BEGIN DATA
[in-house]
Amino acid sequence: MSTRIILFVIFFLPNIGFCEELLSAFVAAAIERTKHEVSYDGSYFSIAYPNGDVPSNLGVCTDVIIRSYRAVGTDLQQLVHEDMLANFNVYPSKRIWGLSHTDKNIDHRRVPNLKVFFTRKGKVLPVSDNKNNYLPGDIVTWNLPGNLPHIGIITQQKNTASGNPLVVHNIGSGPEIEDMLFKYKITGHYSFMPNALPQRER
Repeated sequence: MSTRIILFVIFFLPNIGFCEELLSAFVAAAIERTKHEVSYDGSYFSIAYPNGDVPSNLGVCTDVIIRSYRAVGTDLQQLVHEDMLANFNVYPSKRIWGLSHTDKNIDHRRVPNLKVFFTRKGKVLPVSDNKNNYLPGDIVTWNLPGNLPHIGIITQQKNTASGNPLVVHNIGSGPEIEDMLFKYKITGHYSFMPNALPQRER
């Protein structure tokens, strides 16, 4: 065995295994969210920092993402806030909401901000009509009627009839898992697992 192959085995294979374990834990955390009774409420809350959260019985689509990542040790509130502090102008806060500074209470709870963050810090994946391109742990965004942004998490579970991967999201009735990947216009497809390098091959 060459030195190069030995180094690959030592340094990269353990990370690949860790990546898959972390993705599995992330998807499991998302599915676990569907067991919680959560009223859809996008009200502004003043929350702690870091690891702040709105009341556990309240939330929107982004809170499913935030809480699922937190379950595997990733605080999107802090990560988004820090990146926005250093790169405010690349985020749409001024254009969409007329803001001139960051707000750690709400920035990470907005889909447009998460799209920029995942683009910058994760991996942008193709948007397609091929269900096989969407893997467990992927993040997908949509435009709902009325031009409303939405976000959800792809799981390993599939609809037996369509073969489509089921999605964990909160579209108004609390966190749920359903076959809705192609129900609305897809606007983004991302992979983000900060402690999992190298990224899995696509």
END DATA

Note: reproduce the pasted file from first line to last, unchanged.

[in-house]
Amino acid sequence: MSTRIILFVIFFLPNIGFCEELLSAFVAAAIERTKHEVSYDGSYFSIAYPNGDVPSNLGVCTDVIIRSYRAVGTDLQQLVHEDMLANFNVYPSKRIWGLSHTDKNIDHRRVPNLKVFFTRKGKVLPVSDNKNNYLPGDIVTWNLPGNLPHIGIITQQKNTASGNPLVVHNIGSGPEIEDMLFKYKITGHYSFMPNALPQRER
Repeated sequence: MSTRIILFVIFFLPNIGFCEELLSAFVAAAIERTKHEVSYDGSYFSIAYPNGDVPSNLGVCTDVIIRSYRAVGTDLQQLVHEDMLANFNVYPSKRIWGLSHTDKNIDHRRVPNLKVFFTRKGKVLPVSDNKNNYLPGDIVTWNLPGNLPHIGIITQQKNTASGNPLVVHNIGSGPEIEDMLFKYKITGHYSFMPNALPQRER
């Protein structure tokens, strides 16, 4: 065995295994969210920092993402806030909401901000009509009627009839898992697992 192959085995294979374990834990955390009774409420809350959260019985689509990542040790509130502090102008806060500074209470709870963050810090994946391109742990965004942004998490579970991967999201009735990947216009497809390098091959 060459030195190069030995180094690959030592340094990269353990990370690949860790990546898959972390993705599995992330998807499991998302599915676990569907067991919680959560009223859809996008009200502004003043929350702690870091690891702040709105009341556990309240939330929107982004809170499913935030809480699922937190379950595997990733605080999107802090990560988004820090990146926005250093790169405010690349985020749409001024254009969409007329803001001139960051707000750690709400920035990470907005889909447009998460799209920029995942683009910058994760991996942008193709948007397609091929269900096989969407893997467990992927993040997908949509435009709902009325031009409303939405976000959800792809799981390993599939609809037996369509073969489509089921999605964990909160579209108004609390966190749920359903076959809705192609129900609305897809606007983004991302992979983000900060402690999992190298990224899995696509």